Madonna Stirs the Pot with ‘Dark Ballet’

What kind of music would you make after being one of the world’s biggest pop stars for 40+ years? Madonna has ventured to the highly experimental and politically charged psychoballad, “Dark Ballet.” With elements of Russian ballet, synth pop, and just plain weird crap, Madonna proves she can still be as different and eccentric as womanly possibly.

Hear more about this track, JUMEX, the unheard of BabyJake, and Silversun Pickups in this week’s episode of Southwest X Northeast.

SWxNE Episode III: The Silversun Pickups Are Back! by SouthWest X NorthEast Podcast

Music Feature: Jon Bellion

Mix pop music with a few doses of angst. Sprinkle production generously. Stir in some pseudo-rap. You get one of two artists: 21 Pilots or this Long Island Native…

Music Feature: Jon Bellion

Jon Bellion’s Music

I was introduced to Jon Bellion by a therapy client. He was so excited to show me a track, and I could see why. With introspective lyrics, honest rawness, and catchy hooks, Bellion is prime for today’s music market. He was the brain behind Eminem/Rihanna’s “Monster” hook. The music is becoming increasingly relevant.

But is it good?

That really depends on who you are. If you’re over 35, you might as well stop reading right now. His music has a very post-millennial feel to it. It just doesn’t match up to the pre-Imagine Dragons era of White Stripes, Jay-Z, Linkin Park, Coldplay.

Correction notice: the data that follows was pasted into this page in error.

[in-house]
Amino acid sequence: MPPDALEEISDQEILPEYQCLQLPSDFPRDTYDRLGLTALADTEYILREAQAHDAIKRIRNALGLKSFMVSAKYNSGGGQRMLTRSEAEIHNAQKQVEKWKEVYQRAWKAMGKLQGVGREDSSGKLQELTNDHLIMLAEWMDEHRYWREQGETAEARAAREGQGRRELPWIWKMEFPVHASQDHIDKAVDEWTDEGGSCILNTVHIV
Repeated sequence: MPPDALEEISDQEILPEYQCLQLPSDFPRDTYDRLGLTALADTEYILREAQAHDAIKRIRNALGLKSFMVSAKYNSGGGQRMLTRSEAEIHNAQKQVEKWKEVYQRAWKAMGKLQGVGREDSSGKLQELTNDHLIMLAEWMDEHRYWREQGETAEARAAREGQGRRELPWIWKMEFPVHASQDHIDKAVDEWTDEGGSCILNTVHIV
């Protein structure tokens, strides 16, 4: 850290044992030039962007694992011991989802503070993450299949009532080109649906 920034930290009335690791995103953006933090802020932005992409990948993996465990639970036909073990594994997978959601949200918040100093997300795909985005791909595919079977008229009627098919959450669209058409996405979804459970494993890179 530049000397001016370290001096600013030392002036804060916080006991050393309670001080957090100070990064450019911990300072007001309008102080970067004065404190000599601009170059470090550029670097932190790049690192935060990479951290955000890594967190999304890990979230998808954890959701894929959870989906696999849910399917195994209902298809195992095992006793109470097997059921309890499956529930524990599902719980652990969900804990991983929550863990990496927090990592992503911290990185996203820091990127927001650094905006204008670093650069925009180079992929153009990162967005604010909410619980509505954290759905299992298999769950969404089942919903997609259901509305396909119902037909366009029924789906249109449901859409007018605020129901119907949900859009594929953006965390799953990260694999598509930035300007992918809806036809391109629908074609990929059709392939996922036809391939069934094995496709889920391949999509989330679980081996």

If you’re drawn into quick-changing elements, pampered vocals, and wondering why you’re paranoid while getting high, then check out this track:


Jon Bellion is better than 21 Pilots by a negligible degree. I say this because they are pretty similar, but Bellion’s music has a slightly more interesting sound. You can observe this within this track:

Within a 30 second-interval, you hear a multitude of captivating sounds. Take the electronic trumpet-like run at 0:43. It’s refreshing and unique.

Overall, Bellion’s instrumental tracks steal the show. His lyrics are genuine, but lack vivacity. The voice singing the words is fairly forgettable. The production, however, is remarkable. This raises a concluding question about his music. Will it die and fade because of the lack of substance, or grow and thrive with the advent of style?




Check out #HMPYG’s Spotify playlist here.


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